While no resources are being spared for the banks and big business, close to 6 million workers have been forced to apply for miserly government assistance, whether in the form of Employment insurance or the new Canada Emergency Response Benefit (CERB). CERB recipients are to receive a piddling $2,000 per month for a maximum of four months, a sum that does not even cover the average cost of a single-room apartment in many major urban centres. Moreover, due to a series of loopholes and bureaucratic requirements, conservative estimates suggest that hundreds of thousands of workers are not yet entitled to any government assistance.

These meagre rations were implemented in close consultation with the trade unions, which like the NDP have seized on the coronavirus crisis to shift further to the right and deepen their already close collaboration with the Trudeau government. Canadian Labour Congress President Hassan Yussuff, who appealed for a “collaborative front” with the employers, held a series of closed-door, corporatist deliberations with the Trudeau government and the Canadian Chamber of Commerce in the first two weeks of March to help formulate Ottawa’s response.

Virtually nothing has been done for the dilapidated health care system. The Trudeau government has announced just $3 billion in additional health spending, two thirds of which will be funnelled through for-profit companies that have promised to make face masks, ventilators, and other medical supplies, but have offered no time scale for this urgently required equipment. Meanwhile, health care workers in hospitals, clinics and long-term care facilities are being forced to work with no or inadequate personal protective equipment (PPE), putting their lives, those of their families and patients at risk, and governments across Canada are continuing to ration COVID-19 tests, often denying then even to frontline medical workers.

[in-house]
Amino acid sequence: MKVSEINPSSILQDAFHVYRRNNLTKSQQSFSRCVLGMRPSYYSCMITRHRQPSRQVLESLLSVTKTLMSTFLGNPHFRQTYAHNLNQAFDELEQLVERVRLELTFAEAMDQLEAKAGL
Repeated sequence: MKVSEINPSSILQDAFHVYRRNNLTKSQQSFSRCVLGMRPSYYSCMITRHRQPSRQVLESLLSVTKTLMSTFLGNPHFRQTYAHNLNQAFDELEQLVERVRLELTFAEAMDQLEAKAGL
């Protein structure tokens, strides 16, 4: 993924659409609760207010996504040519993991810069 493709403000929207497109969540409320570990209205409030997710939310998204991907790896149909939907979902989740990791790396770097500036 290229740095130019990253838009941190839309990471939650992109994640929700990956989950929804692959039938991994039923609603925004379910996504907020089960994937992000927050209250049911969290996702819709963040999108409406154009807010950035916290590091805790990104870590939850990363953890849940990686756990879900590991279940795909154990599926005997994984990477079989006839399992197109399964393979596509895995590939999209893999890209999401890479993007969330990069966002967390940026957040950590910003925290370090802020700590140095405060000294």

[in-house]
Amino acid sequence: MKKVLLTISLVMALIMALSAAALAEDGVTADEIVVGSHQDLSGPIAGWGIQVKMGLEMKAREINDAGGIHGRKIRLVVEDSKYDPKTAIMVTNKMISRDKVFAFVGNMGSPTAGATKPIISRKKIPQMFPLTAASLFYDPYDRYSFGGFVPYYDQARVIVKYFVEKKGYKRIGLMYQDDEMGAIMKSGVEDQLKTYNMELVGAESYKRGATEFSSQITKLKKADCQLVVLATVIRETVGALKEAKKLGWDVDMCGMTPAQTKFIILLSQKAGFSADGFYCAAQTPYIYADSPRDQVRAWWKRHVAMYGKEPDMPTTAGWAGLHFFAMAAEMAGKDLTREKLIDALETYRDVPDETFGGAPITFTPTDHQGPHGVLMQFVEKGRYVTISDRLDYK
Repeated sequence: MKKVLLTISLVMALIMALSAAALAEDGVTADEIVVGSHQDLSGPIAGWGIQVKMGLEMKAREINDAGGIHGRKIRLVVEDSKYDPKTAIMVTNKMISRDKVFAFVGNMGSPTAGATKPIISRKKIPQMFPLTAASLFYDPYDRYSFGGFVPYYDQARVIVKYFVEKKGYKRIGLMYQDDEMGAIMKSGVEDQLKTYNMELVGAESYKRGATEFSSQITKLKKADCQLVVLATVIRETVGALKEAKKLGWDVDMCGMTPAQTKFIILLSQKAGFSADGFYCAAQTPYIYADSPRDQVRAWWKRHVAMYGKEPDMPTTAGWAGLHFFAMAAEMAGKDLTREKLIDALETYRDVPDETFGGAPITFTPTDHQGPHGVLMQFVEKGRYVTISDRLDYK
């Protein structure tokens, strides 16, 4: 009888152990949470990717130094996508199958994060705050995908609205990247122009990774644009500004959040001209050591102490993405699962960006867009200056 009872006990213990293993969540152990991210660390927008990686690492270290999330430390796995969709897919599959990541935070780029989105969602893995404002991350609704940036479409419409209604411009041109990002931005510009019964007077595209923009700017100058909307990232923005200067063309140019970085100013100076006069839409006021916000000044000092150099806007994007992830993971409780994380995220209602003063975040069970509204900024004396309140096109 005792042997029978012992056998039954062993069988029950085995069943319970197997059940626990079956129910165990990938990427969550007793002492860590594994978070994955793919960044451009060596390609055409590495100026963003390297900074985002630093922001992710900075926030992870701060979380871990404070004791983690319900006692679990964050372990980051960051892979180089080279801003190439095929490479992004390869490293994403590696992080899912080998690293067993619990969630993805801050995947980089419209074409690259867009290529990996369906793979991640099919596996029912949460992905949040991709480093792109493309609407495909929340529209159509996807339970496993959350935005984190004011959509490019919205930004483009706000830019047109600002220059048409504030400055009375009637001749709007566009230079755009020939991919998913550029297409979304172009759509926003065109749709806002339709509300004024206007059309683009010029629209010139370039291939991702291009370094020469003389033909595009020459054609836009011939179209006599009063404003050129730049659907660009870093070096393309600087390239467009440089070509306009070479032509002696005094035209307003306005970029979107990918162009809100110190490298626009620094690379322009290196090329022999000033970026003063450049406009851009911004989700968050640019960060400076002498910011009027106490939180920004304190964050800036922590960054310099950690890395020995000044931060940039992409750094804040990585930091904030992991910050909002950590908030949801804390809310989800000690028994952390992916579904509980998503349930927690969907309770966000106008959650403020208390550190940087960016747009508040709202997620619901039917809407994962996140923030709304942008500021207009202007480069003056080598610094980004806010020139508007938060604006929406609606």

To talk under these conditions of upholding the “dignity and sanctity” of all life, “rich or poor,” is a criminal fraud. If Trudeau’s wish to serve as the nation’s commander-in-chief were to be granted for a moment, he and his ministers would have to be court martialled for treason.